Reader Interviews – here’s Renee from Utah

Woman Reading - Pierre-Auguste Renoir
Woman Reading – Pierre-Auguste Renoir

Tell us a little about yourself.    I’m a 51 year old female and recent transplant to Utah. My degree in education somehow got parlayed into food service management, with a brief detour into the tech industry. I prefer saying I’m currently “on indefinite sabbatical” rather than saying “unemployed.”  When I’m not reading, I’m digging through my ancestry hoping to find something scandalous or trying to perfect my bread baking skills.

Please tell us about your reading habits and preferences.    It’s funny you mention length of books as a preference. When our book club votes on selections, I notice page count is a determining factor. I’ve told them I’m going to stop putting that on the book lists so they have to vote based on the merit of the synopsis. They were not amused. I figure if an author can fill 800+ pages with solid writing, I’m willing to read 800+ pages. That said, I have recently adopted what I call the 49 Page Rule. If the author hasn’t hooked me by page 49, I abandon the book.

My reading is evenly split between non-fiction and fiction. To have four or five books going at once is about normal for me. One is almost always essays or short stories, something I can pick up and put down without forgetting what I read. I’m a night owl, so most of my reading is in the evenings, usually at the kitchen table with a pot of tea nearby.

It might sound hyperbolic to say e-readers changed my life, but it is true. I was born with low vision. When I was young, I could read most regular print by manipulating the lighting conditions or using magnifiers. In high school and college, I was reading several books a week. As I got older, my vision gradually worsened. By age 45, it would take me weeks to read a book. It just wasn’t fun anymore.

Large print books are difficult to source. Bookstores don’t stock them, and the large print section of a library is a literary ghetto. The selection seems geared to retirees: formula romance, Chicken Soup for the Whatever, conservative politics, and mainstream religion. Large print books are also expensive, bulky, and often abridged from the original. The Library of Congress loans large print and talking books to the blind for free, but the selection is sub-par and often not current … or at least that was the situation a decade ago. Then there’s just the stigma of carrying around something that attracts unwanted attention. I can’t tell you how often someone has seen me with a large print book and said something like “Maybe you should have your eyes examined.”  Uh … right.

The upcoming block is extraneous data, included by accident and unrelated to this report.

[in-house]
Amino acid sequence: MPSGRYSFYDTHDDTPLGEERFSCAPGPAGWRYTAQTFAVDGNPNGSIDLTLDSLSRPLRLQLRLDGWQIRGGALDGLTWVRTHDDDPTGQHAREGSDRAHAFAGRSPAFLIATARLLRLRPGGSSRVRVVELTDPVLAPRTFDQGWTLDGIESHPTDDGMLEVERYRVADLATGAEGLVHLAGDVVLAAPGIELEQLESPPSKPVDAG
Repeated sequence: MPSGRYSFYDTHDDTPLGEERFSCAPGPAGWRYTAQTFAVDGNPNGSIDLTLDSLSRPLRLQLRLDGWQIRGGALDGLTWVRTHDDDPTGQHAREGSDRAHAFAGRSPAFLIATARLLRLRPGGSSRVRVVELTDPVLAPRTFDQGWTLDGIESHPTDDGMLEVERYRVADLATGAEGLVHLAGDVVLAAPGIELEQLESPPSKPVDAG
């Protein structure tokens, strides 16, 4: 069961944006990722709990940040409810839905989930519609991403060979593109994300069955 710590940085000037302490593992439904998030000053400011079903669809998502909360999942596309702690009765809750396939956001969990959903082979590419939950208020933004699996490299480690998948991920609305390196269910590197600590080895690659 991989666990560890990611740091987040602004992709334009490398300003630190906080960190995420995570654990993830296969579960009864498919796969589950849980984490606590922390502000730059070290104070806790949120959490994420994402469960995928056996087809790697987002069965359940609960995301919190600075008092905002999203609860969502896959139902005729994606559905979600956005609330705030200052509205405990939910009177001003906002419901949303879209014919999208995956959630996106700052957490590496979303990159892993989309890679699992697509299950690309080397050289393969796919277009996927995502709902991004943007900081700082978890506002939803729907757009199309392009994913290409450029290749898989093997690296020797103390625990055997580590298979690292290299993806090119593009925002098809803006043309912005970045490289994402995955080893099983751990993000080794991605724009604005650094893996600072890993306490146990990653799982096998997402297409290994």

In 2012, my husband gave me an iPad. Downloading the Kindle app was the first thing I did. I’m back to reading 40-50 books a year. With an e-reader, every book is automatically large print and accessible. The iPad is likely the best tool ever invented for low vision readers. I just wish it had been around when I was in school.

How do you decide which books to buy? What influences your purchases?    Sample chapters. I am a shameless and unapologetic downloader of sample chapters. And I get utterly annoyed at samples that don’t include the table of contents or that pad the sample with ten pages of quotes dripping with extravagant praise for the book. That’s not a sample; that’s ad copy.

What do you like about historical fiction? What don’t you like?    History often is reduced to a dry list of facts and dates. We don’t feel a connection to it or understand its relevance to our lives today. We are where and who we are – both individually and as a culture – because of the past. How do we know where we’re going if you don’t understand where we’ve been? At its best, historical fiction brings context to all that dry data. It arouses our empathy for our collective ancestors and their lives by putting us, at least emotionally, in their time and place.

I can’t really think of anything specific to historical fiction that I don’t like. No one likes poor plot or bland characters or unrealistic dialogue, but that can be found in any genre. I do think regional cliché might be more prevalent in historical fiction than in other genres. I grew up in the South, so I’m particularly aware of slave owner-belle-redneck trinity of stereotypes.

What types of historical fiction do you prefer?    A strong story trumps everything for me. Whether that strong story is in 7th century Algeria or 17th century Osaka, adventure or intrigue, I’ll get on board with it if the story is strong and the characters believable. I have had my fill of western European royalty, though. I don’t see myself reaching for another book about yet another English or French royal for a long, long time.

Do you have historical fiction books or authors you would recommend to other readers? Can you tell us why?    I suspect most readers don’t define genres as strictly as writers do, so some of these may be a wee bit outside the definition commonly used here.

What: Sue Monk Kidd’s Invention of Wings — I just finished this, so right now I’m recommending that to everyone.

Where/when: 1810-1860 Charleston, South Carolina. It is loosely based on the lives of two sisters who stepped waaay outside their comfort zones to become abolitionists.

Why read it: I think the real skill behind this book is apparent when you get to the end, read the author’s notes, and realize which parts were documented and which she created in service to the plot. It’s an example of the alchemy possible when blending history and fiction.

What: The Sandcastle Girls by Chris Bohjalian.

Where/when:   Aleppo, Syria circa 1905.

Why read it: This book broke my heart. Like most people I knew next to nothing about the Armenian genocide. Also, I think Bohjalian is one of the few male authors who write convincing female characters.